(Photos by Yafi Yair)

I never thought I’d be writing about an Adam Ant concert in 2012. The British new wave star hasn’t released an album since 1995, and for a while, the only press he received was negative, having been hospitalized for some much-publicized mental health issues in the early 2000s. But a one-off comeback performance in 2006 has led to renewed interest in his music. After two years of touring his native England and the surrounding U.K., he’s finally made it to our shores, performing his only South Florida date Friday at Seminole Casino Coconut Creek.

Kudos to Adam’s tour manager and the Seminole Casino marketing department for arranging literally the best seats in the house for my wife and I. We were positioned front row, dead center, so that we could see every bead of sweat drip from Adam’s expressive face. He was, of course, overdressed for the evening, if you’ve seen clips of his recent tour getup: black jeans, a feathered pirate hat, a gold-and-black vest, meretricious rings on every finger of his right hand, dangling tassels. His ensemble looked like it came out of a bag marked “pirate” in the local Halloween costume shop, albeit a high-end costume shop, and newly acclimated fans might have wondered why the man was dressed like Johnny Depp in “Pirates of the Caribbean.” (Ant’s pirate couture, of course, predated the revival of swashbuckle culture by decades).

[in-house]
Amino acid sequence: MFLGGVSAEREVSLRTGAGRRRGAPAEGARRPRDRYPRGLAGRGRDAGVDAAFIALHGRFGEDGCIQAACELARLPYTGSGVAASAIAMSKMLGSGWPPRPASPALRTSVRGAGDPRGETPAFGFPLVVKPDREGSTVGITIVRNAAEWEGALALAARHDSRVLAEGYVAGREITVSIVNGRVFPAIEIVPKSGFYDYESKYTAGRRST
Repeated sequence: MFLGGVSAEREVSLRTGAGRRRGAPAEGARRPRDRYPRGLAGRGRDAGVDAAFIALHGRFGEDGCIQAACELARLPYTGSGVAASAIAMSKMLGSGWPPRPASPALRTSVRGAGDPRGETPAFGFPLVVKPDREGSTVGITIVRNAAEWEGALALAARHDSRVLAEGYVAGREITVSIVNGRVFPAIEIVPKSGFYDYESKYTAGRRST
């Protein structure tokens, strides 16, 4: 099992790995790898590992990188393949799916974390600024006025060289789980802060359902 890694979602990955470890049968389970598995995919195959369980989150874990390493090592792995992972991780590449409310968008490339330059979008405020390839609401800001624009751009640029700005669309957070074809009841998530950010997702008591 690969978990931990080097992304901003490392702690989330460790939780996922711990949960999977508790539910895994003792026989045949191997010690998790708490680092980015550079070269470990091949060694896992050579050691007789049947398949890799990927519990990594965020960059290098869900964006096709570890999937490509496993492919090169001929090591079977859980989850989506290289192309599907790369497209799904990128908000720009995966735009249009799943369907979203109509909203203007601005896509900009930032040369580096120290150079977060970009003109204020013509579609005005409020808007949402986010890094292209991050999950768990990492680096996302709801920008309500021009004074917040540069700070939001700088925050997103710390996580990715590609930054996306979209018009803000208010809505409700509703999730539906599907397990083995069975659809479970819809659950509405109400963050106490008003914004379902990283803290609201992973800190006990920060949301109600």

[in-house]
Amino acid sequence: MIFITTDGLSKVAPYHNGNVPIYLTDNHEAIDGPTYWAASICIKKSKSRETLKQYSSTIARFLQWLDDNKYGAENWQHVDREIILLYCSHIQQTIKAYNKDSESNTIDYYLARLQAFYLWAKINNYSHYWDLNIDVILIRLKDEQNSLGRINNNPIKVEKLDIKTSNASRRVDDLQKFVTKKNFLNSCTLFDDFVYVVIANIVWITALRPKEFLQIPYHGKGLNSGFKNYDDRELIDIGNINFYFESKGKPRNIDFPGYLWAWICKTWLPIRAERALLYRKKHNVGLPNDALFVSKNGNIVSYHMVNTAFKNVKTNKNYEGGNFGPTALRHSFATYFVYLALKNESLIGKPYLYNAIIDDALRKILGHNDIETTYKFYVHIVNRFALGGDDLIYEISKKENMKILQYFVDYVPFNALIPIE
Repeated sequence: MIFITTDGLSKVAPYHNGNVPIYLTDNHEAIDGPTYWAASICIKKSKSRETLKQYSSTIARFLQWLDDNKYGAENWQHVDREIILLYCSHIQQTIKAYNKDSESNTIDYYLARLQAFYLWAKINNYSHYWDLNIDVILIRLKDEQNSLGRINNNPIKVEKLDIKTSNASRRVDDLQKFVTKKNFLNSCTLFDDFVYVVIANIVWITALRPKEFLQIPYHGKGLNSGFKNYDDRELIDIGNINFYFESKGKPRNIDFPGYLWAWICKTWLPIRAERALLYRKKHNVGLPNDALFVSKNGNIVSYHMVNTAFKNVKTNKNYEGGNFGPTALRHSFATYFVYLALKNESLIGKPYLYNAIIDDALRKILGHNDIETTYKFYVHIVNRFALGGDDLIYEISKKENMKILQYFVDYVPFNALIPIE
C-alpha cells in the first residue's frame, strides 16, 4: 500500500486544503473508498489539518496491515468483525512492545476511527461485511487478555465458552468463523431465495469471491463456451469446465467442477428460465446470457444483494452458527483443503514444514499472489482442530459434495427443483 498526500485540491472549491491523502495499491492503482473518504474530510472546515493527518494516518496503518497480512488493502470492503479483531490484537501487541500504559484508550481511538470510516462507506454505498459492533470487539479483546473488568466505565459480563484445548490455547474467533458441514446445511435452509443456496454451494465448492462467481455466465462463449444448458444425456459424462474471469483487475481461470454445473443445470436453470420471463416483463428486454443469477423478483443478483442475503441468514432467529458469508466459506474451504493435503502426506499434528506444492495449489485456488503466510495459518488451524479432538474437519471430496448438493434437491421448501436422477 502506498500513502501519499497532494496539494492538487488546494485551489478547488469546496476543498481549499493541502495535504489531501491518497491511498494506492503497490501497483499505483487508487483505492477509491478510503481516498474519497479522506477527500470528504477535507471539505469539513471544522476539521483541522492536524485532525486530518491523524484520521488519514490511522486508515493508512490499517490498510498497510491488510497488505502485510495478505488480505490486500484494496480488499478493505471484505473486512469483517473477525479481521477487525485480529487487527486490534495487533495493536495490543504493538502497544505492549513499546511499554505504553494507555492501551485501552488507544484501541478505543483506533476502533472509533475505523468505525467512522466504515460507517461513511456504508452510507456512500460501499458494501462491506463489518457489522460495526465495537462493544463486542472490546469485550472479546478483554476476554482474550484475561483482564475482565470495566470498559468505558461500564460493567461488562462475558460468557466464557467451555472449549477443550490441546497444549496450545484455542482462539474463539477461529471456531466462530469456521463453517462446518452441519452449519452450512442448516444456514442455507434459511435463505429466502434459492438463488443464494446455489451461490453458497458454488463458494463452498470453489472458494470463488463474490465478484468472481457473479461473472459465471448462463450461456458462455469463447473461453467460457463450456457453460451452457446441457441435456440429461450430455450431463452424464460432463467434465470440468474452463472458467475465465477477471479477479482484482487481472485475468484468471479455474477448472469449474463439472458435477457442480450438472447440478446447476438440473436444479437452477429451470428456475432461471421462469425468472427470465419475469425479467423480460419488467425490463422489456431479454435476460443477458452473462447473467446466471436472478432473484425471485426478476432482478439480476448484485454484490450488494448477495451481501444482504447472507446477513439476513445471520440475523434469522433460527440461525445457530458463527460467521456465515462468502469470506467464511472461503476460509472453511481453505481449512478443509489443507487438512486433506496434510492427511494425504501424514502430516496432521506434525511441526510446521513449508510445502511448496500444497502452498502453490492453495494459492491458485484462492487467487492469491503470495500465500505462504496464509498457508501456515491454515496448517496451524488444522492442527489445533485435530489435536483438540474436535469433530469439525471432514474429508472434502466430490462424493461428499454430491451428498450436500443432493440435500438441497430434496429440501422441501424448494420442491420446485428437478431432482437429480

Ant proved to be a theatrical performer as well as a theatrical dresser, mugging for cameras, prancing about the stage, gyrating into positions somewhere in the ballpark of salacious. But his band, for the most part, appeared to be going through the motions as unceremoniously as factory workers. I was disappointed in backup singer/dancer Georgina Baillie, who dressed in progressively skimpier attire throughout the evening but always looked uncomfortable in it. Furthermore, she had no chemistry with Adam, even during all those songs about stripping, S&M, and casual sex that made Adam such a scandalous rock star in the ‘80s.

The set list showcased an eclectic mix of hits and B-sides, taken largely from his most artistically fruitful period of 1979 to 1981. This was a nostalgia show, to be sure – Adam played only one song from next year’s comeback album, the mouthful “Adam Ant is the Blueblack Hussar in Marrying the Gunner’s Daughter,” and even that song sounded retro. But hardly anyone could complain about the checklist of chart-toppers here, from “Dog Eat Dog” and “Antmusic” to “Goody Two Shoes” (the highlight of the show for me) and “Wonderful.” If the best performances of the night went to faster, punkier cuts like “Car Trouble,” “Zerox” and “Kings of the Wild Frontier,” it’s probably because these songs are still his most relevant; they could just as easily score on alternative-rock radio today.

Adam probably wasn’t as agile onstage as he used to be, but at 57, who is? His signature yodel resounded powerfully through the excellent acoustics of the casino’s Pavilion concert venue, and he still hit most of the high notes. There seemed to be a problem during the chorus of “Strip” – either one or more players were performing off-key (or playing another song entirely!), or Adam’s new adaptation of the song butchered it for me. For the most part, it was terrific to hear these tracks live, and I still can’t get them out of my head.

SET LIST:

PLASTIC SURGERY

DOG EAT DOG

BEAT MY GUEST

KICK

CAR TROUBLE

ANTS INVASION

DEUTCHER GIRLS

STAND AND DELIVER

ROOM AT THE TOP

KINGS OF THE WILD FRONTIER

WONDERFUL

WHIP IN MY VALISE

VINCE TAYLOR

STRIP

DESPERATE NOT SERIOUS

CLEOPATRA

NEVER TRUST A MAN

ZEROX

ANTMUSIC

GOODY TWO SHOES

VIVE LE ROCK

CHRISTIAN D’OR

LADY/FALL IN

ENCORE:

FAT FUN

RED SCAB

PRINCE CHARMING

GET IT ON / 20THCENTURY BOY

PHYSICAL